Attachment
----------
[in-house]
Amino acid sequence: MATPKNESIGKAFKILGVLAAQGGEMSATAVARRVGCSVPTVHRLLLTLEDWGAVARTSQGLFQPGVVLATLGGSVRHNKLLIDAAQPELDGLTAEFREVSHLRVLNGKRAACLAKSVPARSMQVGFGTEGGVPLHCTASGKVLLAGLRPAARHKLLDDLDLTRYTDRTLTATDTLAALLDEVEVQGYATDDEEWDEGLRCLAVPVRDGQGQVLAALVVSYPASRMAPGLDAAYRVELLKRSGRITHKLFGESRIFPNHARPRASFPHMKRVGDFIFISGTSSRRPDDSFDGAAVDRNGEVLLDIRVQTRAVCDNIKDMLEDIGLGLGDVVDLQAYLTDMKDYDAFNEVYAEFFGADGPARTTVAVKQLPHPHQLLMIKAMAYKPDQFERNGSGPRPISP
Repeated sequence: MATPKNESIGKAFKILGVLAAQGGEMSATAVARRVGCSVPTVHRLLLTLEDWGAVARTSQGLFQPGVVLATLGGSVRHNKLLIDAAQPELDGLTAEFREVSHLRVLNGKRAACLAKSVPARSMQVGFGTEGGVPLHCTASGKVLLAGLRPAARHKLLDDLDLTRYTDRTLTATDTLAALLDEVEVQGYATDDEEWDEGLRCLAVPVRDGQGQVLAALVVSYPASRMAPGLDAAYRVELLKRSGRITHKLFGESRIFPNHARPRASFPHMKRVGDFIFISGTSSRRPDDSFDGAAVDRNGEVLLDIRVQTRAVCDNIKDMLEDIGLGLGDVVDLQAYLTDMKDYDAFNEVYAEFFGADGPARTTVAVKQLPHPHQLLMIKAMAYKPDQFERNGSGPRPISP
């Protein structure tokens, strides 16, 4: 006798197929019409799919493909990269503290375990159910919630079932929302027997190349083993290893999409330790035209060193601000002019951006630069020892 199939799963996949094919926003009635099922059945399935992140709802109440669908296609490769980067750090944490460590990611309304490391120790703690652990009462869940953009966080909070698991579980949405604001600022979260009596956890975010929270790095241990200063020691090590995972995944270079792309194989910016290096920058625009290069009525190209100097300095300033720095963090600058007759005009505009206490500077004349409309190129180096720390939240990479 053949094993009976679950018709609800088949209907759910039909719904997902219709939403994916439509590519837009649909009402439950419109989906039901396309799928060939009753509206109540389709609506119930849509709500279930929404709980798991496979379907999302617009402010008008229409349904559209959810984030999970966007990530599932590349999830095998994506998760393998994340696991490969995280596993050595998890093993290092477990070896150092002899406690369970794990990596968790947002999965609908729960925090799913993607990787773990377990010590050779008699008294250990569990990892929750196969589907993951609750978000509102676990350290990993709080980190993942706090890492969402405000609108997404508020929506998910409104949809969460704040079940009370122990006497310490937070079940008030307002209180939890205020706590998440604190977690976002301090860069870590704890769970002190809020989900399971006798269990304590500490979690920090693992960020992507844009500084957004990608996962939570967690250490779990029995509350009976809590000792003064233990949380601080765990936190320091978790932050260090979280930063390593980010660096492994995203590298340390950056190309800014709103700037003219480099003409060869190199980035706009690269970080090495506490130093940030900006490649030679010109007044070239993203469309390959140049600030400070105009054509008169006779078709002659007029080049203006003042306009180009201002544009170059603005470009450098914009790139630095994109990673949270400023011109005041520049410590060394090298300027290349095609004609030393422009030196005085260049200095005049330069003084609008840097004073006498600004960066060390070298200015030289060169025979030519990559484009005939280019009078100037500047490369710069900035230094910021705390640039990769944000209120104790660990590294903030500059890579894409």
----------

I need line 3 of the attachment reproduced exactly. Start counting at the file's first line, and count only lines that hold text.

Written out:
Repeated sequence: MATPKNESIGKAFKILGVLAAQGGEMSATAVARRVGCSVPTVHRLLLTLEDWGAVARTSQGLFQPGVVLATLGGSVRHNKLLIDAAQPELDGLTAEFREVSHLRVLNGKRAACLAKSVPARSMQVGFGTEGGVPLHCTASGKVLLAGLRPAARHKLLDDLDLTRYTDRTLTATDTLAALLDEVEVQGYATDDEEWDEGLRCLAVPVRDGQGQVLAALVVSYPASRMAPGLDAAYRVELLKRSGRITHKLFGESRIFPNHARPRASFPHMKRVGDFIFISGTSSRRPDDSFDGAAVDRNGEVLLDIRVQTRAVCDNIKDMLEDIGLGLGDVVDLQAYLTDMKDYDAFNEVYAEFFGADGPARTTVAVKQLPHPHQLLMIKAMAYKPDQFERNGSGPRPISP